This semester has been nothing short of surprising; starting off my senior year with a host of online classes and a lack of in person activities was definitely not what I expected, but given the almost continuous rhetoric of how everything this year has undermined our expectations, today I wanted to write a little less about how crazy this semester was and a little more about my classes, most of which developed in a way that I did in fact expect.
1. Expectation: upper division engineering classes would be tough
This semester I was enrolled in three upper division chemical engineering courses: CHE 460 (Process Dynamics and Control), CHE 485 (Computer Aided Process Design), and CHE 444c (Chemical Engineering laboratory). Not only was I therefore expecting it to be a heavy course load, but given the shift to online learning and the fact that 2 out of these 3 classes had lab components, I figured it would be even harder than usual for me to keep up with the classes this semester.
And boy, was I right. While my friends and I tried to keep up with our classes in a way that was reminiscent of in-person classes, it was difficult to both keep up with concentration in online lectures and translate the in person collaborative lab experience to doing simulation and MATLAB or Excel based labs over Zoom. However, for my non-lab based class, I found that the online setting made for in some ways, a more streamlined class experience!
CHE 485 was a project based class where I got to combine all my previous coursework on thermodynamics, separations, and chemical reactors in order to design simulated process plants including geothermal power plants, chemical separation processes, and energy production facilities. As a result, there was a LOT of theory covered in each project. Being able to go back and access lecture slides and lecture recordings due to Zoom classes was a godsend, and allowed me to check my work every step of the process – something I would not have been able to easily do if classes had been perhaps functioning as normal.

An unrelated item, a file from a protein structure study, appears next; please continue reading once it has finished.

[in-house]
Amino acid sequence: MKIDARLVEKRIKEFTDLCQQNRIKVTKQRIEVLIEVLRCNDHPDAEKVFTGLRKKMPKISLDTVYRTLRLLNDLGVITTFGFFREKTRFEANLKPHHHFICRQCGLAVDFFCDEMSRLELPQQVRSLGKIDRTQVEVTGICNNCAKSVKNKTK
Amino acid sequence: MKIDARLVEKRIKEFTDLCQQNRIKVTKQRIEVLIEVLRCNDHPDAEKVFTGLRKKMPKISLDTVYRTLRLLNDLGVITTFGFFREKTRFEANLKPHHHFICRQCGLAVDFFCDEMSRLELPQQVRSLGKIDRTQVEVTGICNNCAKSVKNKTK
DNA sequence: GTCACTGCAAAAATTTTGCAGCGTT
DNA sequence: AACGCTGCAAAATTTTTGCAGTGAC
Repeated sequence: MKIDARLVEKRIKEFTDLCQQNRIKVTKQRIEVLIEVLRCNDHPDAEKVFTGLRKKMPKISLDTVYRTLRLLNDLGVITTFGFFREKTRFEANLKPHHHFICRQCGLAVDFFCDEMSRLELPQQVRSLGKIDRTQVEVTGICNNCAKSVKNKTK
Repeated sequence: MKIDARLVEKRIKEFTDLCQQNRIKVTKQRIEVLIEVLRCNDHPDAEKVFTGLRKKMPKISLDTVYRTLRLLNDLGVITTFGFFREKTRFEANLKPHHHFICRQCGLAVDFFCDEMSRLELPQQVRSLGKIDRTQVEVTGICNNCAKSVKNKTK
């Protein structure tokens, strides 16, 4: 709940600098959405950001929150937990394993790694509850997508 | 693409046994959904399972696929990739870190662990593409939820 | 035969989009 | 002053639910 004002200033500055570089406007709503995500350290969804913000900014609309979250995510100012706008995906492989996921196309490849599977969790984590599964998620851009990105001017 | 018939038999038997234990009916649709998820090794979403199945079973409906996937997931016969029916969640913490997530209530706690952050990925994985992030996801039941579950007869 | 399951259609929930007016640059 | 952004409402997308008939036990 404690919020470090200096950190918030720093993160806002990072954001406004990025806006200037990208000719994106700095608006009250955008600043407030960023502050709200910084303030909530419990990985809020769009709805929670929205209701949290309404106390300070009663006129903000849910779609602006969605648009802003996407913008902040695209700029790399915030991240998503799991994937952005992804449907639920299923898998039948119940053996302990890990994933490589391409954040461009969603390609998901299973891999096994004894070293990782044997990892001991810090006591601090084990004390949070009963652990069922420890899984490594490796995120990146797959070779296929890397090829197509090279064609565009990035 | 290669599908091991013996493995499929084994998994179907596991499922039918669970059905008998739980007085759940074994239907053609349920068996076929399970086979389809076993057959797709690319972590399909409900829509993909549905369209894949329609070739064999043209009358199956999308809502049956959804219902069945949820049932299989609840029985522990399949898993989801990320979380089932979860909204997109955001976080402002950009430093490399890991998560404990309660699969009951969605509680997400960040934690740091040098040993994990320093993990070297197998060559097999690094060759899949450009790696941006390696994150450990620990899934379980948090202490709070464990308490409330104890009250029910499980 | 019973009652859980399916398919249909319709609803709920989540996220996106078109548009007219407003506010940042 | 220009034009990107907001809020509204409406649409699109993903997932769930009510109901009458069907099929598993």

2. Expectation: taking my first graduate level course would be fascinating
This semester I also had the opportunity to take a graduate level course in the environmental engineering department, focused on Energy and the Environment. This was my first graduate course ever – and I was grateful for the opportunity to take it despite not being enrolled in the PDP programme – and one I had been looking forward to for a while! As a chemical engineering major interested in environmental policy, taking classes outside of my major department is my favorite way to explore my professional interests (I’ve taken classes in both environmental politics and environmental law in earlier semesters!) and this class was yet another one to add to the list. Not only did I love learning about energy and environmental issues from the perspective of a new major, but it was also great to make (online) friends and connections with professors and students in a department I had not had a chance to interact with much before.
3. Expectation: having one general education class would be a great counterbalance to my course load
During my time in college, I’ve had one hard and fast rule that I have tried to stick to when it comes to the confusing and sometimes daunting challenge of registering for classes: always have one non-STEM class each semester. For me, that has sometimes been a general education requirement, and it has sometimes simply been a minor class. For example, last spring I took three engineering classes and two political science classes – they were all upper division courses though, meaning that the ‘break’ I thought I would have from my minor classes never really materialized. As a result, this semester since I was in not three but four Viterbi classes, I decided to take a more seemingly simple ‘balance’ class – a lower level philosophy general education class. And it was perhaps one of my favorite classes of the semester.
We discussed current social and moral issues and their philosophical implications, from misinformation and disinformation in the COVID-19 pandemic to the morality of stay-at-home orders, from racial profiling to affected ignorance, and from echo chambers to the legitimacy of democratic processes, providing in many ways a space for and an academic lens within which I was able to reflect on the occurrences of the year.